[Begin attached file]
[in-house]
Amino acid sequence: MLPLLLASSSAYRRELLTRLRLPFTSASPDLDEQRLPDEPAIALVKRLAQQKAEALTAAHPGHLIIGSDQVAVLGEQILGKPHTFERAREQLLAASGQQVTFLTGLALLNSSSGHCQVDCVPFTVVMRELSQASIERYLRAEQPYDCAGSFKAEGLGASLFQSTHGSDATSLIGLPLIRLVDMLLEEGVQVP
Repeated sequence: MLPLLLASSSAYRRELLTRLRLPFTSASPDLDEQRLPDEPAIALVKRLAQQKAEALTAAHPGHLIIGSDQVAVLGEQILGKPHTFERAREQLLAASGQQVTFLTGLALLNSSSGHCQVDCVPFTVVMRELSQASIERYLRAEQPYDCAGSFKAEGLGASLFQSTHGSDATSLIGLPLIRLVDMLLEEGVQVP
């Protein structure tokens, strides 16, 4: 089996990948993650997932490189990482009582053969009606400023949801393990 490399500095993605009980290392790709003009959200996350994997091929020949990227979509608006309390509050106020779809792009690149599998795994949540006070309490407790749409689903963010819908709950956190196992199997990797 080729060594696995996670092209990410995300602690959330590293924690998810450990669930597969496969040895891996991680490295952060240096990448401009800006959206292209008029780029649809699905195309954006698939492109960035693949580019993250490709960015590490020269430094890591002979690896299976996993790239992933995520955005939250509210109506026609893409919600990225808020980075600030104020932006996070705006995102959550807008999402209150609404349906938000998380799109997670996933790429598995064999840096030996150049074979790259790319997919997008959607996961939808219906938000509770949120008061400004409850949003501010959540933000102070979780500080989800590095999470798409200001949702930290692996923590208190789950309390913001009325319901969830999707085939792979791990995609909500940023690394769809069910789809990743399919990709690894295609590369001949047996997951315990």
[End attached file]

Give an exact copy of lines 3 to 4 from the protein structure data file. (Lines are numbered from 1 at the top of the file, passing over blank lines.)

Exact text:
Repeated sequence: MLPLLLASSSAYRRELLTRLRLPFTSASPDLDEQRLPDEPAIALVKRLAQQKAEALTAAHPGHLIIGSDQVAVLGEQILGKPHTFERAREQLLAASGQQVTFLTGLALLNSSSGHCQVDCVPFTVVMRELSQASIERYLRAEQPYDCAGSFKAEGLGASLFQSTHGSDATSLIGLPLIRLVDMLLEEGVQVP
């Protein structure tokens, strides 16, 4: 089996990948993650997932490189990482009582053969009606400023949801393990 490399500095993605009980290392790709003009959200996350994997091929020949990227979509608006309390509050106020779809792009690149599998795994949540006070309490407790749409689903963010819908709950956190196992199997990797 080729060594696995996670092209990410995300602690959330590293924690998810450990669930597969496969040895891996991680490295952060240096990448401009800006959206292209008029780029649809699905195309954006698939492109960035693949580019993250490709960015590490020269430094890591002979690896299976996993790239992933995520955005939250509210109506026609893409919600990225808020980075600030104020932006996070705006995102959550807008999402209150609404349906938000998380799109997670996933790429598995064999840096030996150049074979790259790319997919997008959607996961939808219906938000509770949120008061400004409850949003501010959540933000102070979780500080989800590095999470798409200001949702930290692996923590208190789950309390913001009325319901969830999707085939792979791990995609909500940023690394769809069910789809990743399919990709690894295609590369001949047996997951315990």